Wednesday, November 02, 2011

TD Bank Announces Higher Customer Fees

In the controversies that have swirled around bailouts, foreclosures, customer fees and executive pay, one bank that has avoided much attention is TD Bank. The parent company, more properly known as “Toronto-Dominion Bank” (hence, “TD”), is headquartered in Canada, and has tended to play by more traditional banking rules and avoided American media attention.

But today, one day after the Bank of America aborted their plan to increase customer fees, TD Bank sent letters to depositors announcing an increase in the types and amounts of customer fees that they will be charging.

We are in an era of financial crisis, in which the largest financial institutions have been declared to be “too big to fail.” And yet, TD Bank is a glaring example of a multinational bank that is the result of the mergers or purchase of dozens of once-small, community banks. At least 39 once-independent financial and insurance institutions in the United States alone (listed at the end of this post) have been gobbled up by this behemoth.

Today, TD Bank is the 6th largest bank in North America, and the second largest in Canada. Over 41% of the company is owned by Financial investment houses and other banks. It is the largest bank in Maine (controlling over 40% of the market share); within 1% of the being the largest bank in Vermont (with a 21% market share); the second largest in New Hampshire (with a 19% share, it is larger than Bank of America); the third largest in New Jersey; and fifth largest in Massachusetts.

In 2009, due to “industry trends” and the global financial crisis, Toronto-Dominion Bank responded by cutting Chief Executive Ed Clark’s salary by 5.5%, to a “mere” $10.4 million Canadian Dollars ($9.8 million US). This, I guess, should make us feel better about large banks.
Meanwhile, Yahoo Financial Analysts predict that TD Banks profit will increase 354% by this month next year.

Part of that profit-enhancing plan includes the following new fees on customers:

Money Orders: increase from $4 to $5

Bank Checks: increase from $4 to $8

Incoming Wire Fee: increase from Free to $15

Stop Payment Fee: increase from $25 to $30

Printed Check images with statements: increase from Free to $24 per year

Telephone or online bill pay: increase from Free to $9.00 per transaction for all transactions beyond 6 per month

Last year TD Bank was the subject of a class action suit for the manner in which it charges overdraft fees. Customer Donald Kimenker claimed in his complaint that TD Bank “deceptively reorders” an account’s debit card transactions in its computers to maximize overdraft fees. Such fees are processed from highest dollar amount to lowest, rather than in chronological order of purchases, according to the complaint.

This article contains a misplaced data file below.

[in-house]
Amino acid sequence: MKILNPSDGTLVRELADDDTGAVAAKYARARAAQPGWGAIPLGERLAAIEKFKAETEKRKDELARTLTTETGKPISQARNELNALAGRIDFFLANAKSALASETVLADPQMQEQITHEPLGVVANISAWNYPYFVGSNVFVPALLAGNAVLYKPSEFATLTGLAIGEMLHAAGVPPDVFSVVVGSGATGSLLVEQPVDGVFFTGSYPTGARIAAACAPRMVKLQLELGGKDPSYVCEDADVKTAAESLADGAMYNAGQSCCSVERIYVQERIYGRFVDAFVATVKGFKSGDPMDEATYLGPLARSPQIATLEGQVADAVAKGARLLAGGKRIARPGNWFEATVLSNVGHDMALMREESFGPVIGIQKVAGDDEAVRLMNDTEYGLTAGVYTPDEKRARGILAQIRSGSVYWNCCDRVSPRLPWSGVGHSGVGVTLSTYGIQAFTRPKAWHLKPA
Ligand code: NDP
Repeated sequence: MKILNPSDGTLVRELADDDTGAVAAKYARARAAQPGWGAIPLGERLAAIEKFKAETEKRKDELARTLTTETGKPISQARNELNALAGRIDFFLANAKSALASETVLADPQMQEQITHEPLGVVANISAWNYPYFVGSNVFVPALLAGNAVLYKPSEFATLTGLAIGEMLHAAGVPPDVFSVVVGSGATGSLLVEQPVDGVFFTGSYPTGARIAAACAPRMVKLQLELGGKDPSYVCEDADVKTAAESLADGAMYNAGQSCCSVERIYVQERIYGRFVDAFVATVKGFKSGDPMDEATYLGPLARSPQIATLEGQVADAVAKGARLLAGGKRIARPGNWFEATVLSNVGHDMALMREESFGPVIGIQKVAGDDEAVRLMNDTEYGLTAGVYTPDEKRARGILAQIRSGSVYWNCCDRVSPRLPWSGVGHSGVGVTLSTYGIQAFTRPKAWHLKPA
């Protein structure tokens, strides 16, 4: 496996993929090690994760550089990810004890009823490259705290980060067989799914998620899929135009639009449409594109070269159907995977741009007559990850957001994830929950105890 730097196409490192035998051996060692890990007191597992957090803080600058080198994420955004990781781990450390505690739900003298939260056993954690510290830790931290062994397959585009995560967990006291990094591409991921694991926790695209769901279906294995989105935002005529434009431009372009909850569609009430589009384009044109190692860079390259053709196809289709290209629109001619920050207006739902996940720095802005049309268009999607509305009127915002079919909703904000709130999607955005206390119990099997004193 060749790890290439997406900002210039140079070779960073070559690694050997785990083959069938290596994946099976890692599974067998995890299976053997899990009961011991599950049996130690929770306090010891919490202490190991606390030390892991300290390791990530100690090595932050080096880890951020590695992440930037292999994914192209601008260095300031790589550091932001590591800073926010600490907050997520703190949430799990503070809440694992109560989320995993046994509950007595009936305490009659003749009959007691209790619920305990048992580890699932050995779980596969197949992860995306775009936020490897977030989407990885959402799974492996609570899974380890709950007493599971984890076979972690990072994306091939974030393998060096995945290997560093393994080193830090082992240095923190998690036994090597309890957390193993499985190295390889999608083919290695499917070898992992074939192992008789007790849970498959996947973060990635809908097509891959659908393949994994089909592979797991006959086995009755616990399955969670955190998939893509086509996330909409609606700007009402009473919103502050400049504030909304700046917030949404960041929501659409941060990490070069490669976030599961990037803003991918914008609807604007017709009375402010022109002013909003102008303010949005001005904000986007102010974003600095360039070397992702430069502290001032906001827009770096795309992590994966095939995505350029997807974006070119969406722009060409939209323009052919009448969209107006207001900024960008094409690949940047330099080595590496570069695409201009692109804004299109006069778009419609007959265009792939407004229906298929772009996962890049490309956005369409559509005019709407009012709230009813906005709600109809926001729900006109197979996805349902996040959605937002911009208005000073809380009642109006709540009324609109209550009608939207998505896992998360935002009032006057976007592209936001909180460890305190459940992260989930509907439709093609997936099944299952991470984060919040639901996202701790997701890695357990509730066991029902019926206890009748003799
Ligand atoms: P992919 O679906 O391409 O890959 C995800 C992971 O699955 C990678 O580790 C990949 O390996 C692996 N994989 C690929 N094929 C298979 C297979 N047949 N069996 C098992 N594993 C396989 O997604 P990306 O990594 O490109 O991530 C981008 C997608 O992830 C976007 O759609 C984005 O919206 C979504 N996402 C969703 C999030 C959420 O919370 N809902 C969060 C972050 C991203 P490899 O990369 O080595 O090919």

“Charging the largest debits against available funds ahead of smaller debits results in more overdraft fees, as available funds decrease faster than they would otherwise, thereby generating hundreds of millions of dollars in additional overdraft fees for TD Bank,” according to the complaint.

Kimenker claims that a customer with $1,150 in an account who makes six debit transactions totaling $180 and then writes a $1,100 rent check would have overdrawn her account by $130. Rather than charging a single $35 overdraft fee on the rent check, TD Bank processes the rent check and then charges five separate $35 fees for a total of $175, according to the complaint.

It’s never too late to Move Your Money to a Credit Union


The once-local institutions that have been swallowed into TD Bank are as follows:

Portland Savings Bank, People’s Savings Bank (Lewiston, Maine), Rockland Savings Bank, Penobscot Savings, Waterville Savings, Franklin County Savings Bank (St. Albans VT), Lamoille County Bank & Trust Company, Woodstock National Bank, First Vermont Bank & Trust Company, Granite Savings Bank & Trust Company, Howard National Bank & Trust Company (Burlington, VT), Northeast Leasing, six branches of Casco Northern Bank, First Coastal Bank (Portsmouth, NH) Merchants National Bank (Dover NH), First National Bank of Portsmouth (NH), Oxford Bank & Trust Company, Mid-Maine Savings (Auburn, Maine), Bankcore, Inc / North Conway Bank (NH), Bank of New Hampshire, Family Bancorp (Haverhill, Mass.), Atlantic Bancorp (Portland, Maine), CFX (Keene, NH, originally Cheshire County Savings Bank,), Springfield Institution for Savings Springfield, Mass.). Farmington National Bank (NH), Evergreen National Bank (Glens Falls NY), Andover Bancorp (Mass.), 17 branches of MetroWest (Mass.), Ipswich Bancshares (Mass.), Warren Bancorp (MA), Community Insurance Agencies, Inc., Bancorp Connecticut, American Savings Bank (New Britain, CT), Cape Cod Bank & Trust, Boston Federal Savings Bank, acquired Hudson United Bank (Mahwah, NJ), Middletown Savings Bank (NY), Interchange Financial Services Corp (NJ), Boothby & Bartlett Insurance (Waterville, Maine), and Commerce Bancorp (Cherry Hill, NJ)


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